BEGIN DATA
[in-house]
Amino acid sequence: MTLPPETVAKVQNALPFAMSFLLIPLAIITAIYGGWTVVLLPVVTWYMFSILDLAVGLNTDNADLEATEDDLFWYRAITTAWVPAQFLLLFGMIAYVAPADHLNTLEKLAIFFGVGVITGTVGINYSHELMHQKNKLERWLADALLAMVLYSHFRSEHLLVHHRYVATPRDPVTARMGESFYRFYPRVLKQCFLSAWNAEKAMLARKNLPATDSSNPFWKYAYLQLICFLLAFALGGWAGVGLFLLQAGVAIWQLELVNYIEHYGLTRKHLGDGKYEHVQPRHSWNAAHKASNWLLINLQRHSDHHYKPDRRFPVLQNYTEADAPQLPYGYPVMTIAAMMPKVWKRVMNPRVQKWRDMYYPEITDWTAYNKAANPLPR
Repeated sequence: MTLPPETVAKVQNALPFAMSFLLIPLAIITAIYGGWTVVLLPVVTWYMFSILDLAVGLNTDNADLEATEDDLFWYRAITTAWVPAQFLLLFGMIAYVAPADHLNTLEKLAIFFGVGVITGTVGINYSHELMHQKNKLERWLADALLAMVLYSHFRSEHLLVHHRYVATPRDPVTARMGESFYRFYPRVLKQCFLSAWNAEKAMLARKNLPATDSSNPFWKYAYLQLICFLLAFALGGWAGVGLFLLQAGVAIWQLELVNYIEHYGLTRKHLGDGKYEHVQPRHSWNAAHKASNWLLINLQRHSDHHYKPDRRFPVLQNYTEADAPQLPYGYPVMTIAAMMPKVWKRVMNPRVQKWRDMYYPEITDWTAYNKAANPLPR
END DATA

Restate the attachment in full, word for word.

[in-house]
Amino acid sequence: MTLPPETVAKVQNALPFAMSFLLIPLAIITAIYGGWTVVLLPVVTWYMFSILDLAVGLNTDNADLEATEDDLFWYRAITTAWVPAQFLLLFGMIAYVAPADHLNTLEKLAIFFGVGVITGTVGINYSHELMHQKNKLERWLADALLAMVLYSHFRSEHLLVHHRYVATPRDPVTARMGESFYRFYPRVLKQCFLSAWNAEKAMLARKNLPATDSSNPFWKYAYLQLICFLLAFALGGWAGVGLFLLQAGVAIWQLELVNYIEHYGLTRKHLGDGKYEHVQPRHSWNAAHKASNWLLINLQRHSDHHYKPDRRFPVLQNYTEADAPQLPYGYPVMTIAAMMPKVWKRVMNPRVQKWRDMYYPEITDWTAYNKAANPLPR
Repeated sequence: MTLPPETVAKVQNALPFAMSFLLIPLAIITAIYGGWTVVLLPVVTWYMFSILDLAVGLNTDNADLEATEDDLFWYRAITTAWVPAQFLLLFGMIAYVAPADHLNTLEKLAIFFGVGVITGTVGINYSHELMHQKNKLERWLADALLAMVLYSHFRSEHLLVHHRYVATPRDPVTARMGESFYRFYPRVLKQCFLSAWNAEKAMLARKNLPATDSSNPFWKYAYLQLICFLLAFALGGWAGVGLFLLQAGVAIWQLELVNYIEHYGLTRKHLGDGKYEHVQPRHSWNAAHKASNWLLINLQRHSDHHYKPDRRFPVLQNYTEADAPQLPYGYPVMTIAAMMPKVWKRVMNPRVQKWRDMYYPEITDWTAYNKAANPLPR